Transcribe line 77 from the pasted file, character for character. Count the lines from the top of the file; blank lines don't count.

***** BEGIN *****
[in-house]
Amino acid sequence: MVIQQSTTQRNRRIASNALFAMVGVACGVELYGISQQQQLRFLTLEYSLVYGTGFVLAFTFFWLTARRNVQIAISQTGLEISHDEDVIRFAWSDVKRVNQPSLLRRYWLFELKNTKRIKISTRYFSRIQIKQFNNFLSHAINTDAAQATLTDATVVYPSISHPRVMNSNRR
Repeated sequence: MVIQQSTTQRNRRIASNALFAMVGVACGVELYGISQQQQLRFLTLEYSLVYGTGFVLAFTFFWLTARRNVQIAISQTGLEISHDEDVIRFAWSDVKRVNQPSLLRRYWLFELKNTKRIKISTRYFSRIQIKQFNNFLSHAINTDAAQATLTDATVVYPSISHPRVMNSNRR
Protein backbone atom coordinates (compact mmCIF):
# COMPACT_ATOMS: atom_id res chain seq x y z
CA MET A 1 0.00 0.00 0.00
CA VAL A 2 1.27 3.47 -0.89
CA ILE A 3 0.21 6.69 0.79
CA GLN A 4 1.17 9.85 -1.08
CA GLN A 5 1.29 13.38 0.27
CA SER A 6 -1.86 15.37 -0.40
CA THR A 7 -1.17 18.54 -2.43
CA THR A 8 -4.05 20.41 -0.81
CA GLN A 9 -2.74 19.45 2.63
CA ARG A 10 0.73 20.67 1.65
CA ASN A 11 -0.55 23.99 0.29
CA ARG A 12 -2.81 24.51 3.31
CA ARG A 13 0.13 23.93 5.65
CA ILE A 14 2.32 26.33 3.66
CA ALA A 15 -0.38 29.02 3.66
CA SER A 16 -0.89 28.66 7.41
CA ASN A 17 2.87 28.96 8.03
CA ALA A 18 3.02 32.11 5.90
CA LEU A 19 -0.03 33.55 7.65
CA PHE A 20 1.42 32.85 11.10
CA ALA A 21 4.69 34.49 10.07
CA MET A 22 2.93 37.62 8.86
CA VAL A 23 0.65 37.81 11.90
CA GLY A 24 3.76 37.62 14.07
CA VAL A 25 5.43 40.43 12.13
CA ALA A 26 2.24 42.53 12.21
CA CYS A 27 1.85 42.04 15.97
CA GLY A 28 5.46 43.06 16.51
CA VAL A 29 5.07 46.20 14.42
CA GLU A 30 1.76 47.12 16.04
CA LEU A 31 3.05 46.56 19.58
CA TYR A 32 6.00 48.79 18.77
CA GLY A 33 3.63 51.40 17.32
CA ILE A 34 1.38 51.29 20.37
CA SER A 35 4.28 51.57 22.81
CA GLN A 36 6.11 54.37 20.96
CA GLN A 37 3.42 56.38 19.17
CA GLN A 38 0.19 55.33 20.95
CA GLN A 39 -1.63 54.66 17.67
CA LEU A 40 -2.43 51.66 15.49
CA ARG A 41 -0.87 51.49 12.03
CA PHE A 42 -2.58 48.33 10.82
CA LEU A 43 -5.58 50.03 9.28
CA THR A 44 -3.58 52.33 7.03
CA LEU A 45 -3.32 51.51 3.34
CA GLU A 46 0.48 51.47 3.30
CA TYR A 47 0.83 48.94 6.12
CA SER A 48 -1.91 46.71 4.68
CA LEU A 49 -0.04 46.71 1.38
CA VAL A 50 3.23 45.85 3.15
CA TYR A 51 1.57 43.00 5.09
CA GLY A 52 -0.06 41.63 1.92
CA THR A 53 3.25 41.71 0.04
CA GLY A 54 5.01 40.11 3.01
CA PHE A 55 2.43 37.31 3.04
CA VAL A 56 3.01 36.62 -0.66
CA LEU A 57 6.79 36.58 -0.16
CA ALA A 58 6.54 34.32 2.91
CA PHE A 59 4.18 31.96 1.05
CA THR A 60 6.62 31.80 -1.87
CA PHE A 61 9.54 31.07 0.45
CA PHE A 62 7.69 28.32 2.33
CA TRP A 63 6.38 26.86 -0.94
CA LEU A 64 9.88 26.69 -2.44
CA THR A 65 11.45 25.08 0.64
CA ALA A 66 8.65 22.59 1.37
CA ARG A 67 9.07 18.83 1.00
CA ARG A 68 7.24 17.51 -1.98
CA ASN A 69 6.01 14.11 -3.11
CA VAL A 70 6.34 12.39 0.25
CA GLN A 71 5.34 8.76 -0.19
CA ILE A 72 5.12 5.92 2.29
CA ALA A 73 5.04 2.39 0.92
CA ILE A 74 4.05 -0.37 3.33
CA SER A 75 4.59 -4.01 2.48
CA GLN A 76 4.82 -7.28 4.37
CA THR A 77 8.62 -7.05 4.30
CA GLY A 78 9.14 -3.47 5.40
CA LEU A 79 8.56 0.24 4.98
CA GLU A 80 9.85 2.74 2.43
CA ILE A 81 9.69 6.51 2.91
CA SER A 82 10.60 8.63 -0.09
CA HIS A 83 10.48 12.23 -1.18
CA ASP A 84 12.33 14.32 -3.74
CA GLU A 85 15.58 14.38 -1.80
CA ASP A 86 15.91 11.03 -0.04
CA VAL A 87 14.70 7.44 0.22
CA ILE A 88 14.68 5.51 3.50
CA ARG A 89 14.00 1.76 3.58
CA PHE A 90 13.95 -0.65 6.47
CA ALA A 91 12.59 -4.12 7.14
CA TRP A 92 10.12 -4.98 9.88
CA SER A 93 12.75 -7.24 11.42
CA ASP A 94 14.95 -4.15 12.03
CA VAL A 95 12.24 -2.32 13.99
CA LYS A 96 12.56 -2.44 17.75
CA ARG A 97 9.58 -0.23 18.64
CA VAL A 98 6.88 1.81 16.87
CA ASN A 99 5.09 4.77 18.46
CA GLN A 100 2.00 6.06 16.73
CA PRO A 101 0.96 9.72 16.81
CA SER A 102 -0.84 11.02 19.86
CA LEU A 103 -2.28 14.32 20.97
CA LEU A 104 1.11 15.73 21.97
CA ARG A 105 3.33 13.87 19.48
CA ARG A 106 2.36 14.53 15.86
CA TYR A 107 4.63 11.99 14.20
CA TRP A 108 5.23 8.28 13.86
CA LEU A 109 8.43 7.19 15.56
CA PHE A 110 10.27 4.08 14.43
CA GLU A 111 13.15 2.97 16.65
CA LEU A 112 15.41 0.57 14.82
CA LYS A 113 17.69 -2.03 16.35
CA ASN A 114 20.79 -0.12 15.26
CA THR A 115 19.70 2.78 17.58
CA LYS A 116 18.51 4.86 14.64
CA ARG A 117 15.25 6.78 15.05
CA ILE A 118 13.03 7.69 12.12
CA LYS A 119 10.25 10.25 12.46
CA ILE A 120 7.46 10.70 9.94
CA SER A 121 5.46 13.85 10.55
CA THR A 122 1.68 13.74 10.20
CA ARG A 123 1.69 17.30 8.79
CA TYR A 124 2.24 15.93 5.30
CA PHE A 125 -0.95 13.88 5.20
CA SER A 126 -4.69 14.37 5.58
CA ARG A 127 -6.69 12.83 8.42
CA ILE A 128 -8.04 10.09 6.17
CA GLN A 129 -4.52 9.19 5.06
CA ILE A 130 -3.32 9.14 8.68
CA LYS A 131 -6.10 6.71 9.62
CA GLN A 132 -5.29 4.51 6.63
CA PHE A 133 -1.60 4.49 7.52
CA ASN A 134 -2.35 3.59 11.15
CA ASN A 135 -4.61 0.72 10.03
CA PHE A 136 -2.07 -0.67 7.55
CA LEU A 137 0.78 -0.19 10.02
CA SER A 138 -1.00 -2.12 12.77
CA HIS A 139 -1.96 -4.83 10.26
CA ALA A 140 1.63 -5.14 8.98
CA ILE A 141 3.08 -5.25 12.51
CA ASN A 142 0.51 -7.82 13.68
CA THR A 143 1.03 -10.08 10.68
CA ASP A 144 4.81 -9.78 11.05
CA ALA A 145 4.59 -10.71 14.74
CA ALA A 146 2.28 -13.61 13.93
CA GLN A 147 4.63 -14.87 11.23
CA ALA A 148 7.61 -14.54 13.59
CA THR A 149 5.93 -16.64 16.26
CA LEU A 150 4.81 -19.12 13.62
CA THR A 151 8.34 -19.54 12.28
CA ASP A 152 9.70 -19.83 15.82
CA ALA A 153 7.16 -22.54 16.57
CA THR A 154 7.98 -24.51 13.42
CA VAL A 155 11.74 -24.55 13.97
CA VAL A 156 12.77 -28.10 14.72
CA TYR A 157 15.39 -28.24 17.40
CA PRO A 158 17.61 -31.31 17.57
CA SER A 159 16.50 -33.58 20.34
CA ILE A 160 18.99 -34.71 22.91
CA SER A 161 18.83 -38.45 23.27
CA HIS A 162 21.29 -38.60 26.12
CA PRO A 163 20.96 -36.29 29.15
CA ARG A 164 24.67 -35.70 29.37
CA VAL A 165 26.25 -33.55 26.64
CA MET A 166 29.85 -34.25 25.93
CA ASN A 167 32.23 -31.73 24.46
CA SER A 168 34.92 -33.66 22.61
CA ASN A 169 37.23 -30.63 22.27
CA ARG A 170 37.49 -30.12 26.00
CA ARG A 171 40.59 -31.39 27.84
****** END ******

CA ILE A 72 5.12 5.92 2.29